To non- locals, Rosalia is a town you can't even see from the highway. Oftentimes, people will see the sign and just keep on going; there are a bunch of small towns to skip right? While it may be small, Rosalia is chock- full of passionate people who love to live there. And person for person, they have more events each year than most of our other small towns combined. Let’s just take a brief stop in to see what they’re about.
Rosalia's first stop in history was actually a battle! It was the center of conflict between Colonel Steptoe, and The Coeur d'Alene tribe in 1858. 20 Years later as settlers began to move in, one especially entrepreneurial one named T.J. Favorite founded the town and named it after his wife Rosalia.
Today, Rosalia is home to roughly 500 faithful townspeople, who keep up with their history and fun. Each year there are several events that are worth a look in Rosalia. One of the local’s favorites is Battle Days. Each year, there are several events (including a parade with floats from the schools) that memorialize the battle that took place 150 years ago. While there for the parade, you have to make sure to check out the Battlefield. It really brings history to life to see where thesethings actually took place! Each year, they also have the Rosalia rodeo. It’s the town’s chance to really have the residents come out and strut their stuff. They have the typical 4H events, as well as local competitions for prizes and fame (at least on a small scale)! If you’re out here a bit closer to Autumn, stop in for the Fall Festival. Kind of like the Palouse Empire but on a more intimate scale, the festival is a great way to connect with people for some great food and conversation. If you have kids, they also host a yearly Easter egg hunt in town that your kids would be happily welcomed to attend!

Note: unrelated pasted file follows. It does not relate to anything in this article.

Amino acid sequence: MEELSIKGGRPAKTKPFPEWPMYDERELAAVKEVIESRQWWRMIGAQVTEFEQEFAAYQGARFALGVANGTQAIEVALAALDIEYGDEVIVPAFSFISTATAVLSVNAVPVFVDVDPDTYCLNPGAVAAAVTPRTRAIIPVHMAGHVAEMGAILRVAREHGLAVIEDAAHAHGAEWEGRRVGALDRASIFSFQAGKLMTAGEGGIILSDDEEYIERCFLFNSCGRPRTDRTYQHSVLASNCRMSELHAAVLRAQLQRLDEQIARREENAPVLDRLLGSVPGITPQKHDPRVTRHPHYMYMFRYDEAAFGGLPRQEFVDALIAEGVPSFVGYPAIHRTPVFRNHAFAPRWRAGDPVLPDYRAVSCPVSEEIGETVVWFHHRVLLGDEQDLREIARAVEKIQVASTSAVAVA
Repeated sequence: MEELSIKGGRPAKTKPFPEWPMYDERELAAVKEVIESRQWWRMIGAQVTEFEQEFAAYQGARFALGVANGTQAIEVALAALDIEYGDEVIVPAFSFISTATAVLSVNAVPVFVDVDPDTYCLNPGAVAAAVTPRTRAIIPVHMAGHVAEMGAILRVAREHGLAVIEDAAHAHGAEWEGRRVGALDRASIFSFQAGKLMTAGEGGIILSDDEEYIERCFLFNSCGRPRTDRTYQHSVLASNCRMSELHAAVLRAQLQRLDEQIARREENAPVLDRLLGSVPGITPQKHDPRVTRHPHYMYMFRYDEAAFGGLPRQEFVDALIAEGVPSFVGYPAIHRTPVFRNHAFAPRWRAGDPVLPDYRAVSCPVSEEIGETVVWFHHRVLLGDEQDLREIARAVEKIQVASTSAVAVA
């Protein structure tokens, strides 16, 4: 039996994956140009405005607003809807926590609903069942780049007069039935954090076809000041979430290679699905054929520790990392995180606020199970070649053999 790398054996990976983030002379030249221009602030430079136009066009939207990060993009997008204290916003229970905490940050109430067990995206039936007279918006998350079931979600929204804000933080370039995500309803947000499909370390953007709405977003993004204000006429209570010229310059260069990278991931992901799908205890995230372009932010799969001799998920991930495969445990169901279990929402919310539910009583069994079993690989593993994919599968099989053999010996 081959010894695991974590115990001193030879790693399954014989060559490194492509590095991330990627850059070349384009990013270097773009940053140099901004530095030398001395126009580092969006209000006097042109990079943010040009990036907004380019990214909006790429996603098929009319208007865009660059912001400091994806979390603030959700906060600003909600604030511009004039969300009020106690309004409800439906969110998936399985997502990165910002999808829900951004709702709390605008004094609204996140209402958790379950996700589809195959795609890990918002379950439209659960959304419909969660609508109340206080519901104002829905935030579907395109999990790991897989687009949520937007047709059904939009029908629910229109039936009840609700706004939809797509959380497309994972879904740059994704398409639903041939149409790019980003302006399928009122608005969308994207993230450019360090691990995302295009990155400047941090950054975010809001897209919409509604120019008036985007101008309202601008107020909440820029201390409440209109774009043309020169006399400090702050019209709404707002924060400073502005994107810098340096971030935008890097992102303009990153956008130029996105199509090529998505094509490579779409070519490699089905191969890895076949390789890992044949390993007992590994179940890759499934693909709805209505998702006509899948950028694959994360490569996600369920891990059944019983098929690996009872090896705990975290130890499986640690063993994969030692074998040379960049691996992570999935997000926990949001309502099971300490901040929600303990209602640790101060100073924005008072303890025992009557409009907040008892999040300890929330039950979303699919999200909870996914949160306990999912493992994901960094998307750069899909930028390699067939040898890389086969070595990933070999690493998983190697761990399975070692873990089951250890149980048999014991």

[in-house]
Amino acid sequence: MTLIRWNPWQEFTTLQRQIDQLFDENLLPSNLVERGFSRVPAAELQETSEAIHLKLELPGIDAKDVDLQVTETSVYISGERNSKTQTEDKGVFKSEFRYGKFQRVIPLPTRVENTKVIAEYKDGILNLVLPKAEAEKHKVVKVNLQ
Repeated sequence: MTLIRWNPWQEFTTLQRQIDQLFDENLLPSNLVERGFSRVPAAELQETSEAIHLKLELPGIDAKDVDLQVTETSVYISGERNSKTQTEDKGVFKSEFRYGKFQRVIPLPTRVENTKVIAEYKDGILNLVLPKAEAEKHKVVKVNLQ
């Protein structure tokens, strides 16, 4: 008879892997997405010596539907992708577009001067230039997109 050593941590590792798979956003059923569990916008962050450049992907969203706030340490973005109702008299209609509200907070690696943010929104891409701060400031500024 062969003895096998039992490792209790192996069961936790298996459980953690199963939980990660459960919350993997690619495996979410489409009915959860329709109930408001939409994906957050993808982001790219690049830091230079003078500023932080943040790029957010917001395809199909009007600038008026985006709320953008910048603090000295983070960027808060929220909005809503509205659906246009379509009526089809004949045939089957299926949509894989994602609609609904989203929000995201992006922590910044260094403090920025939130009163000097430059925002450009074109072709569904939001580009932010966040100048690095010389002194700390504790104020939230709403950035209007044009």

While my knowledge only goes so far, Rosalia keeps their visitor center well-stocked with helpful information about the town and events, so feel free to stop in for more info. The volunteers would love to see you!
Quite a lot of personality for a "bump" in the road. Make sure and give Rosalia a visit. They will love to see you.
Getting first time directions to Oakesdale is closely akin to a treasure hunt. Some people might tell you the best way to get there is a GPS (don't tell any of our farmers, they will laugh at you). From Pullman, you head up 195 out past Colfax, there is ONE sign for where you turn right and it takes you into town. If you miss the sign you will get to Steptoe. Don't do that. Getting to Oakesdale from Steptoe is a pain. On the Moscow Side you head to Palouse and stay on 27 until you show up in town. Coming in from Moscow or Pullman you see the traditional grain bins and train tracks of a normal farming town. It isn't until you drive past the train tracks that you see where everyone lives. The town is kind of nestled on a knoll that slopes down into the farm grounds.
Oakesdale is the heart of the Palouse. When I think of Wheat fields and Palouse life, its almost a perfect picture from here. The town proper is supported by farms and it shows The land is rich and fertile, growing wheat, peas, and lentils year round. During the different times of years the fields change colors and make for great photos across the landscape.
The town itself hasn't really changed much the last 50 years. I found this photo on the town's website.